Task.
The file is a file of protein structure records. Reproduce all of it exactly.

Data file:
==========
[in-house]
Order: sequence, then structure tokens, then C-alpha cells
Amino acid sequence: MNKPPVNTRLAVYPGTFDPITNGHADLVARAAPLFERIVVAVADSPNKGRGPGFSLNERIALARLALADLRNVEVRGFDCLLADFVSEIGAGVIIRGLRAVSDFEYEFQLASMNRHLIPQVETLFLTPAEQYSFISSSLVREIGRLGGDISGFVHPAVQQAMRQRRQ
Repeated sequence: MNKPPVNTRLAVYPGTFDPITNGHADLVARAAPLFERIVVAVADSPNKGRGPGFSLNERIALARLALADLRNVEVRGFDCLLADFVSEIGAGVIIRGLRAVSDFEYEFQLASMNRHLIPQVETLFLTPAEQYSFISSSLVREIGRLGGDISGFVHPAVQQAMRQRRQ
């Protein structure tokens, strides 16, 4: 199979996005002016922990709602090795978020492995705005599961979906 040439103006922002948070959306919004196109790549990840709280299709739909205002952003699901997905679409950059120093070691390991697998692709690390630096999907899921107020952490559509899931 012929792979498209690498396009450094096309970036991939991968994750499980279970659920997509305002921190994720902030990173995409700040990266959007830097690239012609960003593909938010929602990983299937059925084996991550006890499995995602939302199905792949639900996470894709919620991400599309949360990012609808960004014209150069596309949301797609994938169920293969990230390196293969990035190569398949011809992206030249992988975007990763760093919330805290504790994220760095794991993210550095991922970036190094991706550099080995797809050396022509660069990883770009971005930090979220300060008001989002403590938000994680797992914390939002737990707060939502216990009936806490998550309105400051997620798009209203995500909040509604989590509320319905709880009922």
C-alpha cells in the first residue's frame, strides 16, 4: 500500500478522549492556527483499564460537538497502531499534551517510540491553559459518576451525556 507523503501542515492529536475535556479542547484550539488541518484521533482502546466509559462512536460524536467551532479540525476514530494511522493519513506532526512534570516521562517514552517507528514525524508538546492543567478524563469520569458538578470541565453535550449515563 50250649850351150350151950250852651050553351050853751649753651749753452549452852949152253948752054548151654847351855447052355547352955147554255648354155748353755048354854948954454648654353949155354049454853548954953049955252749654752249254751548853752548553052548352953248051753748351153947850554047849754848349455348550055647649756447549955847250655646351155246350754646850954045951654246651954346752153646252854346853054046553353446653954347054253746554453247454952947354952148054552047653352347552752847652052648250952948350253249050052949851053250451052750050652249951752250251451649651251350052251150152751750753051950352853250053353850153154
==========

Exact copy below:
[in-house]
Order: sequence, then structure tokens, then C-alpha cells
Amino acid sequence: MNKPPVNTRLAVYPGTFDPITNGHADLVARAAPLFERIVVAVADSPNKGRGPGFSLNERIALARLALADLRNVEVRGFDCLLADFVSEIGAGVIIRGLRAVSDFEYEFQLASMNRHLIPQVETLFLTPAEQYSFISSSLVREIGRLGGDISGFVHPAVQQAMRQRRQ
Repeated sequence: MNKPPVNTRLAVYPGTFDPITNGHADLVARAAPLFERIVVAVADSPNKGRGPGFSLNERIALARLALADLRNVEVRGFDCLLADFVSEIGAGVIIRGLRAVSDFEYEFQLASMNRHLIPQVETLFLTPAEQYSFISSSLVREIGRLGGDISGFVHPAVQQAMRQRRQ
């Protein structure tokens, strides 16, 4: 199979996005002016922990709602090795978020492995705005599961979906 040439103006922002948070959306919004196109790549990840709280299709739909205002952003699901997905679409950059120093070691390991697998692709690390630096999907899921107020952490559509899931 012929792979498209690498396009450094096309970036991939991968994750499980279970659920997509305002921190994720902030990173995409700040990266959007830097690239012609960003593909938010929602990983299937059925084996991550006890499995995602939302199905792949639900996470894709919620991400599309949360990012609808960004014209150069596309949301797609994938169920293969990230390196293969990035190569398949011809992206030249992988975007990763760093919330805290504790994220760095794991993210550095991922970036190094991706550099080995797809050396022509660069990883770009971005930090979220300060008001989002403590938000994680797992914390939002737990707060939502216990009936806490998550309105400051997620798009209203995500909040509604989590509320319905709880009922």
C-alpha cells in the first residue's frame, strides 16, 4: 500500500478522549492556527483499564460537538497502531499534551517510540491553559459518576451525556 507523503501542515492529536475535556479542547484550539488541518484521533482502546466509559462512536460524536467551532479540525476514530494511522493519513506532526512534570516521562517514552517507528514525524508538546492543567478524563469520569458538578470541565453535550449515563 50250649850351150350151950250852651050553351050853751649753651749753452549452852949152253948752054548151654847351855447052355547352955147554255648354155748353755048354854948954454648654353949155354049454853548954953049955252749654752249254751548853752548553052548352953248051753748351153947850554047849754848349455348550055647649756447549955847250655646351155246350754646850954045951654246651954346752153646252854346853054046553353446653954347054253746554453247454952947354952148054552047653352347552752847652052648250952948350253249050052949851053250451052750050652249951752250251451649651251350052251150152751750753051950352853250053353850153154